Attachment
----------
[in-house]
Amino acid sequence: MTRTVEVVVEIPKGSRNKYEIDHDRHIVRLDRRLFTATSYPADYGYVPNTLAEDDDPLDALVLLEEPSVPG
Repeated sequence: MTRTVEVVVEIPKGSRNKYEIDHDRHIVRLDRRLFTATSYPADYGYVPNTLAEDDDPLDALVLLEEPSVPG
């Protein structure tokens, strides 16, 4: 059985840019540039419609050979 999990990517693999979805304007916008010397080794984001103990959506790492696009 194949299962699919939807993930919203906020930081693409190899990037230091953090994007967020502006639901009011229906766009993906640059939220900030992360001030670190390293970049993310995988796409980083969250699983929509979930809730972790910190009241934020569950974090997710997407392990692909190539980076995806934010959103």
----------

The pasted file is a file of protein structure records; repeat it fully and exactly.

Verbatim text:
[in-house]
Amino acid sequence: MTRTVEVVVEIPKGSRNKYEIDHDRHIVRLDRRLFTATSYPADYGYVPNTLAEDDDPLDALVLLEEPSVPG
Repeated sequence: MTRTVEVVVEIPKGSRNKYEIDHDRHIVRLDRRLFTATSYPADYGYVPNTLAEDDDPLDALVLLEEPSVPG
């Protein structure tokens, strides 16, 4: 059985840019540039419609050979 999990990517693999979805304007916008010397080794984001103990959506790492696009 194949299962699919939807993930919203906020930081693409190899990037230091953090994007967020502006639901009011229906766009993906640059939220900030992360001030670190390293970049993310995988796409980083969250699983929509979930809730972790910190009241934020569950974090997710997407392990692909190539980076995806934010959103």